The New Dictionary of Pastoral Studies

By Culbertson, Philip L. | Anglican Theological Review, Fall 2002 | Go to article overview
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The New Dictionary of Pastoral Studies


Culbertson, Philip L., Anglican Theological Review


The New Dictionary of Pastoral Studies. Edited by Wesley Carr, with Donald Capps, Robin Gill, Anton Obholzer, Ruth Page, Deborah van Deusen Hunsinger, and Rowan Williams. Grand Rapids, Mich.: William B. Eerdmans, 2002. xviii + 414 pp. $50.00 (cloth).

In my academic work I use a dictionary often. It's startling how often we don't quite understand the exact meaning of a word we want to use, much less its background and history. Samuel Johnson pioneered the general format that most English dictionaries use, and the genre that he set in motion reached its culmination, in many ways, in the exhaustive but cumbersome Oxford English Dictionary. Not only is a dictionary supposed to tell us what a word means, but as well, how to pronounce it, for that is, after all, the root meaning of the word "diction-ary."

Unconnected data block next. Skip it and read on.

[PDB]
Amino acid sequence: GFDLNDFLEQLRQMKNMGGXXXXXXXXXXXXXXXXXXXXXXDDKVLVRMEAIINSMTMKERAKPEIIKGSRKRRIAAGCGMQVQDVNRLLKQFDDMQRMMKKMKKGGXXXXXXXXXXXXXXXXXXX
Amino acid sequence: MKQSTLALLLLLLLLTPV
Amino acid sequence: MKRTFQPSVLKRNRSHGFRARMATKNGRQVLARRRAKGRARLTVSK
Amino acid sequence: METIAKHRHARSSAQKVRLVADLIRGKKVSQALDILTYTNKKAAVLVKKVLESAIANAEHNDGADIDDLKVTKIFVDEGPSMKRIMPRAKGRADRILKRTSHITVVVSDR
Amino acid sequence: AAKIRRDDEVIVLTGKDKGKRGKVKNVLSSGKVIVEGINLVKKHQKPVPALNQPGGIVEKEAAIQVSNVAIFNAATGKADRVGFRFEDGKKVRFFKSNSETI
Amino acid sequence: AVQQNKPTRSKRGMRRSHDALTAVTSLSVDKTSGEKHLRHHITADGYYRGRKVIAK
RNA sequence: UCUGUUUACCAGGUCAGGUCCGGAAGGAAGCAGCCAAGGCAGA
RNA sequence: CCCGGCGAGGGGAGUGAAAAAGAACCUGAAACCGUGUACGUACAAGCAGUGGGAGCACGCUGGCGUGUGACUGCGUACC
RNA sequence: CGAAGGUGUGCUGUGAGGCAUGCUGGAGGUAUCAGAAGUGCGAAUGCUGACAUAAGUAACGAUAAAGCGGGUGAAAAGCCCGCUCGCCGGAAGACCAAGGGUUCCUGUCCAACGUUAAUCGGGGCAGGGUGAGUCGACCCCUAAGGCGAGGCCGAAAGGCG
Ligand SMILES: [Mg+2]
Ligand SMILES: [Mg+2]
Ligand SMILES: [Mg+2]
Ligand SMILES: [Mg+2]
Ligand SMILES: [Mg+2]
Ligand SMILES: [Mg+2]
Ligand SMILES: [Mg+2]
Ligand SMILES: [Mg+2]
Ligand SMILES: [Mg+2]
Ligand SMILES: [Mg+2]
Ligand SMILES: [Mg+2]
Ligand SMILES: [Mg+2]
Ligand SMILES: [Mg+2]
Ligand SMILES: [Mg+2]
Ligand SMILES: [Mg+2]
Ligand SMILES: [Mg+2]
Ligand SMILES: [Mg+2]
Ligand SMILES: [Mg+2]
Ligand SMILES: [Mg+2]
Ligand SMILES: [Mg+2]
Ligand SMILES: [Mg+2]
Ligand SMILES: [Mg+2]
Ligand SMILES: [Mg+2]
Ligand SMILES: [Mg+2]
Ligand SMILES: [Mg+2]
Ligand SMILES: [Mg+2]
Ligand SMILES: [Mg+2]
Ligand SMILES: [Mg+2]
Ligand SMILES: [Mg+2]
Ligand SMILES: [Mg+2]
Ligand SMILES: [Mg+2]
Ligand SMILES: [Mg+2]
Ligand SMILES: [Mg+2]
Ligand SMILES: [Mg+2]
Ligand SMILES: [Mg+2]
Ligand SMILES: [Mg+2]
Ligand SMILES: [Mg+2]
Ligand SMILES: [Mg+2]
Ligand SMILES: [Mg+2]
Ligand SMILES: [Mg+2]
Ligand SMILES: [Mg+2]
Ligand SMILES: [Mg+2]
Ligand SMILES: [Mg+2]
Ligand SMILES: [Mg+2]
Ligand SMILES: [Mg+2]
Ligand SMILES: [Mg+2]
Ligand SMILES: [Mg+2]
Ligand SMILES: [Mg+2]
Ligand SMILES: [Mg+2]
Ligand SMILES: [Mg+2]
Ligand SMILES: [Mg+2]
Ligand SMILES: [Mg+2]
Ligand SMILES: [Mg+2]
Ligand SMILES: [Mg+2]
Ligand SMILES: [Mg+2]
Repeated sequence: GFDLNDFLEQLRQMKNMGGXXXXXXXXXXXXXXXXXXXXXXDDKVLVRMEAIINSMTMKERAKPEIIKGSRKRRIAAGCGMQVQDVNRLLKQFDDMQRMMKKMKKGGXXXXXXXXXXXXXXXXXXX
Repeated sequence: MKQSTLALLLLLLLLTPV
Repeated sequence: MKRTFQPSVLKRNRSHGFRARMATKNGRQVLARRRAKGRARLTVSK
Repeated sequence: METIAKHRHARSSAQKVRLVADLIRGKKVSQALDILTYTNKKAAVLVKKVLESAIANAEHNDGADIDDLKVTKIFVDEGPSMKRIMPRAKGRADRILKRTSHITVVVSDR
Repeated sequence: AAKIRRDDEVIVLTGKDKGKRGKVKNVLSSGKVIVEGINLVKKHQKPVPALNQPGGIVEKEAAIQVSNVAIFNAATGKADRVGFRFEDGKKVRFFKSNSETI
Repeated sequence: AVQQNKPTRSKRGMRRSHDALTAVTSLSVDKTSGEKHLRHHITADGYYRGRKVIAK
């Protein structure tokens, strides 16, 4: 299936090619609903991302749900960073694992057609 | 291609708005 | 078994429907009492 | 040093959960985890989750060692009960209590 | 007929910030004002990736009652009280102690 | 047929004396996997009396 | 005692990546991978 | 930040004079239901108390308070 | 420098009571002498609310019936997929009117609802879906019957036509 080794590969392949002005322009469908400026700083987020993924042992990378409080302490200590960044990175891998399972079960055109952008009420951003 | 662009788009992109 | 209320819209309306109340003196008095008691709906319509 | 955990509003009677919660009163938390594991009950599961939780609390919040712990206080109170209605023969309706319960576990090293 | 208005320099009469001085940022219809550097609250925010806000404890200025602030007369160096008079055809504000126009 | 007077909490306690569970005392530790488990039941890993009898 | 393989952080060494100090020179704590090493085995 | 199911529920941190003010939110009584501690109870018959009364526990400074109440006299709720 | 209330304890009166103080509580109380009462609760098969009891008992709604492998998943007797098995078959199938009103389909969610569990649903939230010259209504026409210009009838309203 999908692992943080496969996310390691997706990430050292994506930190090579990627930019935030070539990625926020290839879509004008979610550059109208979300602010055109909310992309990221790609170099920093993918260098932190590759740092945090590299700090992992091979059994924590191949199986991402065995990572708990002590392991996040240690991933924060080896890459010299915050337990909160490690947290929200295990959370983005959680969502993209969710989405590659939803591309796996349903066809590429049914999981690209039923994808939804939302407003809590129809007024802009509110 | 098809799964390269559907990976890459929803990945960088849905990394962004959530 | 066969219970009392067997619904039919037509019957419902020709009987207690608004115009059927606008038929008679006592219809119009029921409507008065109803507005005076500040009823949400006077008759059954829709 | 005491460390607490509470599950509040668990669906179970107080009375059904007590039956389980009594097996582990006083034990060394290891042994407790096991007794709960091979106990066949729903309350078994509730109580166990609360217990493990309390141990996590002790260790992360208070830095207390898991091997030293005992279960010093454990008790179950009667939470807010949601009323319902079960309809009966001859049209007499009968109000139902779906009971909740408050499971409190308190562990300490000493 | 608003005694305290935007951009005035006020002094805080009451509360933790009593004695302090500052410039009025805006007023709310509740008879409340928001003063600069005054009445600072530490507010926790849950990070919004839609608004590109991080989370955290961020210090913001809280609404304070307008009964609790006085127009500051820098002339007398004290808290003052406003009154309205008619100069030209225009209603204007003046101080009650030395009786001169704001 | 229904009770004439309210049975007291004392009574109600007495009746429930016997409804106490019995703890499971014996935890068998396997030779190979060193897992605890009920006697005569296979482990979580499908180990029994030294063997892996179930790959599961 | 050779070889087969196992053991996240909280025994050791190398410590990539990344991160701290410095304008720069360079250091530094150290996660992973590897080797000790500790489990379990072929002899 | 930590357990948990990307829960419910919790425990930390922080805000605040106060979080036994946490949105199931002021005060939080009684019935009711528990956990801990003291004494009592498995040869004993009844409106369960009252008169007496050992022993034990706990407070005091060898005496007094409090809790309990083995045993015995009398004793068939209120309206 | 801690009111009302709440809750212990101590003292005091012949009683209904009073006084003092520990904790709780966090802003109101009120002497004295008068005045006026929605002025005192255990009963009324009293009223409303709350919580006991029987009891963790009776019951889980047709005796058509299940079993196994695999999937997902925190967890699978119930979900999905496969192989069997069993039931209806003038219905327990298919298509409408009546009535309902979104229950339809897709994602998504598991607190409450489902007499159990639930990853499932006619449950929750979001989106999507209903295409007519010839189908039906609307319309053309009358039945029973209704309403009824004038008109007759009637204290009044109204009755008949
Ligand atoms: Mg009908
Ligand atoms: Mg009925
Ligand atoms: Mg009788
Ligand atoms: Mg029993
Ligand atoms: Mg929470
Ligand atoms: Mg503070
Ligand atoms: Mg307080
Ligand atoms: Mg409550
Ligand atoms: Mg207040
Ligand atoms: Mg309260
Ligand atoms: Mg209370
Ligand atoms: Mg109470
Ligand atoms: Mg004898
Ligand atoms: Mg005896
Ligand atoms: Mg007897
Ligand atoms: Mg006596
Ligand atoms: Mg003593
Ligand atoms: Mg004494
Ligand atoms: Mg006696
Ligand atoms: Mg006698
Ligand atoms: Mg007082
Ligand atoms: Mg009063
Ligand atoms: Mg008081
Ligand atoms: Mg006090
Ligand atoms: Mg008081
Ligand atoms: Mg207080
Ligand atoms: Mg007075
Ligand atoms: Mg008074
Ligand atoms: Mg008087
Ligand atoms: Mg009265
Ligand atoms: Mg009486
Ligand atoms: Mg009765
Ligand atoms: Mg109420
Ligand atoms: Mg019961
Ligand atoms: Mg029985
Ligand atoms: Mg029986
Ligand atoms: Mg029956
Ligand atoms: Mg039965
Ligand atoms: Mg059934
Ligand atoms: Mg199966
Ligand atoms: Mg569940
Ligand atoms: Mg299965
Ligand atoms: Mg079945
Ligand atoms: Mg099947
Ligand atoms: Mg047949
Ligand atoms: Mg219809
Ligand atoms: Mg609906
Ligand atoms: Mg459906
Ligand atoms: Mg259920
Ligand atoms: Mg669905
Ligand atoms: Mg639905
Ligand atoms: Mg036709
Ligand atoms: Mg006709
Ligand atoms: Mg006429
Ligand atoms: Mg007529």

There is another genre of dictionaries that have developed as well, which are in fact more like short encyclopedias. The New Dictionary of Pastoral Studies fits within this category. Each of the 700-plus entries, by 215 American and British authors, contains a precise definition of the word under scrutiny, and then an essay discussing the relevance of the term to pastoral studies.

Some of the authors are academics, some ecclesiastics, and some practitioners such as psychologists. In general the essays are focused on issues of pastoral care and its various theories. Some of the essays, or at least the shorter ones, do not indicate who wrote them, which left me puzzled.

The length of the essays is inconsistent: for example, masculinity receives three columns, while femininity receives one and a half. Male psychology receives one tiny paragraph, and there is no comparable entry on female psychology There are entries for gay rights, homosexuality, and homophobia, but no entry for lesbianism. The article on post-traumatic stress disorder is only one quarter of a column long, yet clergy encounter it regularly among parishioners and need more guidance than this essay provides.

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